In short, since LTG has no control of Tier 3s, the special configurations and installations available on Tier 1s and 2s are not available on a Tier 3 computers. Instead, you need to contact your Tier 3 administrator for configuration and installation. Some examples of these programs are Voyager clients, Thunderbird or any windows-based client in use on the library website.
Two important examples to note:
Library software with Only available in campus libraries (book icon next to it, for example: ACT Discover Career, Aldrich Spectral Viewer, etc.) will NOT work on a tier 3 workstation because the windows-based client and data are not installed or accessible from this workstation.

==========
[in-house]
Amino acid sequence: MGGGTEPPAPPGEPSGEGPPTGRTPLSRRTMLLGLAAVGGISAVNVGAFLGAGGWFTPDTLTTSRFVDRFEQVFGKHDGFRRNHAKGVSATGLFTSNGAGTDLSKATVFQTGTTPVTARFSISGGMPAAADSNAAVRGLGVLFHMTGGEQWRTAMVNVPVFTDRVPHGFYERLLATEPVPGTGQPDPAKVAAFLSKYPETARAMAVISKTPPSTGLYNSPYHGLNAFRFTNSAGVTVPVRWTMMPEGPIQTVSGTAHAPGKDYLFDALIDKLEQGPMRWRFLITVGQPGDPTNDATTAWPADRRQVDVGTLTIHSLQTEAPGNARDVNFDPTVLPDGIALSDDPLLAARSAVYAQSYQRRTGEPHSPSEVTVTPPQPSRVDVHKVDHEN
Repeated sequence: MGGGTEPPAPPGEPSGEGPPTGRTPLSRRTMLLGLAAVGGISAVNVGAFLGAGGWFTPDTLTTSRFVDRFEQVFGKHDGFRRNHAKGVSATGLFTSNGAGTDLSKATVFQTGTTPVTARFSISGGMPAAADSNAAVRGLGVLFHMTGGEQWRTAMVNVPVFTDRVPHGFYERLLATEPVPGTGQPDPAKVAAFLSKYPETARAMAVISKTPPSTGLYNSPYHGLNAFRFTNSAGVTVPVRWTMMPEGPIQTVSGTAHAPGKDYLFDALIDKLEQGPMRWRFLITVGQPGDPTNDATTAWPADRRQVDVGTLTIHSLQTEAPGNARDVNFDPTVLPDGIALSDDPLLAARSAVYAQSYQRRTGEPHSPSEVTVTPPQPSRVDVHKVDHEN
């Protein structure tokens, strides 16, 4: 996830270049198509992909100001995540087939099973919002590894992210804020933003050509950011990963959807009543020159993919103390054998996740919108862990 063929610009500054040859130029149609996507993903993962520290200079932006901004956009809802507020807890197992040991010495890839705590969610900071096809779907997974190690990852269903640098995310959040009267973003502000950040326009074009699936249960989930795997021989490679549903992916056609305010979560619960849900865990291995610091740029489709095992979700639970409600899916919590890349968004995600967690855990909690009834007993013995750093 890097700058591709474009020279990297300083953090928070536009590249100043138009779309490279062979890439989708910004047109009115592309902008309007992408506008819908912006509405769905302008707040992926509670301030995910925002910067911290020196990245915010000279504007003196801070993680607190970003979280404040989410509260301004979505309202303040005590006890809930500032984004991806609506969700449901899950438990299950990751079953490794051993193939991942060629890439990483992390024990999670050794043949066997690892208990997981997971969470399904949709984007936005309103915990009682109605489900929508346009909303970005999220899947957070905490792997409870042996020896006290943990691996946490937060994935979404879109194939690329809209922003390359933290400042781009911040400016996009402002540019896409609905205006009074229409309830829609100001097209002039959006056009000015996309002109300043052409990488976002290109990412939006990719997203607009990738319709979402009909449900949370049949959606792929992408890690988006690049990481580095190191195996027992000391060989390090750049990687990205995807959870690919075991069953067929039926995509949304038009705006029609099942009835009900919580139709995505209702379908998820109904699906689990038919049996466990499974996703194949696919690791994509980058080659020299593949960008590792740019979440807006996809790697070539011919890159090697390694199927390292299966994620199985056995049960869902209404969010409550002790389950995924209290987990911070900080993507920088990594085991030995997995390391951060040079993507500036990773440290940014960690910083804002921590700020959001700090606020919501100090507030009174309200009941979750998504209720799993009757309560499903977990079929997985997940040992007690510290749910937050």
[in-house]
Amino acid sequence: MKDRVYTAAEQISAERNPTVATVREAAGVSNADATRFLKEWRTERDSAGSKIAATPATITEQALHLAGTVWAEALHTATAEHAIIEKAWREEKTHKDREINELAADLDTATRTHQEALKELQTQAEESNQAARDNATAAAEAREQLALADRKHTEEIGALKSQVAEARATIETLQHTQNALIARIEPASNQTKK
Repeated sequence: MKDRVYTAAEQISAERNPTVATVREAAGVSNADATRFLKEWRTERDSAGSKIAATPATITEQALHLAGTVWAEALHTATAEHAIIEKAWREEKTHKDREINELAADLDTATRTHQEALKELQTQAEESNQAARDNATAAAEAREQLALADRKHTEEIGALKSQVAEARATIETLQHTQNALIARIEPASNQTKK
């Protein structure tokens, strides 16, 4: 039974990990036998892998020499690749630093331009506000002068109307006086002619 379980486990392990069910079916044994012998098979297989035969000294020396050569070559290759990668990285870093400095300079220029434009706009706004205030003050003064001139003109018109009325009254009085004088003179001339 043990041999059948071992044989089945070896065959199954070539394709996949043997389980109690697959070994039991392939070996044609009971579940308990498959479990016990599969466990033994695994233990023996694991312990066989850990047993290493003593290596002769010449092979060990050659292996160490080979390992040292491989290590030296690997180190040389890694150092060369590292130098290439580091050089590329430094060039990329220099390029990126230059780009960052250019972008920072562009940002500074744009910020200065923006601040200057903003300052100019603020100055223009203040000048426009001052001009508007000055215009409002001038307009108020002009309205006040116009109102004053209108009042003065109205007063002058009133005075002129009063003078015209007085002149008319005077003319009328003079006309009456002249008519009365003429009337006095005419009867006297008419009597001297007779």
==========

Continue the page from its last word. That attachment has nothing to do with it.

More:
Similarly, any client which requires an install, indicated by the Campus libraries or for UW Madison students, faculty, or staff w/ installed client - see Help file computer disc icon will ONLY work on a Tier 3 workstation if the LAN administrator (or staff member) has loaded the software, and then it will only work from your desktop, not from the library website entry.
This is your local computer hard drive. While applications are loaded here, we strongly discourage saving any data files that you wish to retain here (word processing documents, spreadsheets, images, html, etc., etc.). Any files on the C: drive will be lost if your computer hard drive fails or we need to reload your computer with a fresh image and operating system.